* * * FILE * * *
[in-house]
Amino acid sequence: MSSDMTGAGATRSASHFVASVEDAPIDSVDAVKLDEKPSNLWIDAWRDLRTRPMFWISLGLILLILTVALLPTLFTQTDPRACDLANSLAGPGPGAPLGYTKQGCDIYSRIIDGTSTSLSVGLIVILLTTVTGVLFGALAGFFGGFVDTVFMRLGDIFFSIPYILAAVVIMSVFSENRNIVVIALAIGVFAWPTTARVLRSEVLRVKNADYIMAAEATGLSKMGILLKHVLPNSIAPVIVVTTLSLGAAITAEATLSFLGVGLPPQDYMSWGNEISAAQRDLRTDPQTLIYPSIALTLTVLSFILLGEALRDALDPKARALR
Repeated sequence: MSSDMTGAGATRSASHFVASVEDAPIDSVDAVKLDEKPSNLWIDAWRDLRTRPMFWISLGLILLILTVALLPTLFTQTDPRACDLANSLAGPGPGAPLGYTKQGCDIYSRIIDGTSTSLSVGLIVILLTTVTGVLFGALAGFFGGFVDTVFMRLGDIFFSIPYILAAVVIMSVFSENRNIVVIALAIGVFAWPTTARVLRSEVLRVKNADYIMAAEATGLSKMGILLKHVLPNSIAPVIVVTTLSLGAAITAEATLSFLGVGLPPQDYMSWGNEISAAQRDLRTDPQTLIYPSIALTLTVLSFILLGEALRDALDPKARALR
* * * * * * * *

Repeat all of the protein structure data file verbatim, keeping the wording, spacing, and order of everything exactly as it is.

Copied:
[in-house]
Amino acid sequence: MSSDMTGAGATRSASHFVASVEDAPIDSVDAVKLDEKPSNLWIDAWRDLRTRPMFWISLGLILLILTVALLPTLFTQTDPRACDLANSLAGPGPGAPLGYTKQGCDIYSRIIDGTSTSLSVGLIVILLTTVTGVLFGALAGFFGGFVDTVFMRLGDIFFSIPYILAAVVIMSVFSENRNIVVIALAIGVFAWPTTARVLRSEVLRVKNADYIMAAEATGLSKMGILLKHVLPNSIAPVIVVTTLSLGAAITAEATLSFLGVGLPPQDYMSWGNEISAAQRDLRTDPQTLIYPSIALTLTVLSFILLGEALRDALDPKARALR
Repeated sequence: MSSDMTGAGATRSASHFVASVEDAPIDSVDAVKLDEKPSNLWIDAWRDLRTRPMFWISLGLILLILTVALLPTLFTQTDPRACDLANSLAGPGPGAPLGYTKQGCDIYSRIIDGTSTSLSVGLIVILLTTVTGVLFGALAGFFGGFVDTVFMRLGDIFFSIPYILAAVVIMSVFSENRNIVVIALAIGVFAWPTTARVLRSEVLRVKNADYIMAAEATGLSKMGILLKHVLPNSIAPVIVVTTLSLGAAITAEATLSFLGVGLPPQDYMSWGNEISAAQRDLRTDPQTLIYPSIALTLTVLSFILLGEALRDALDPKARALR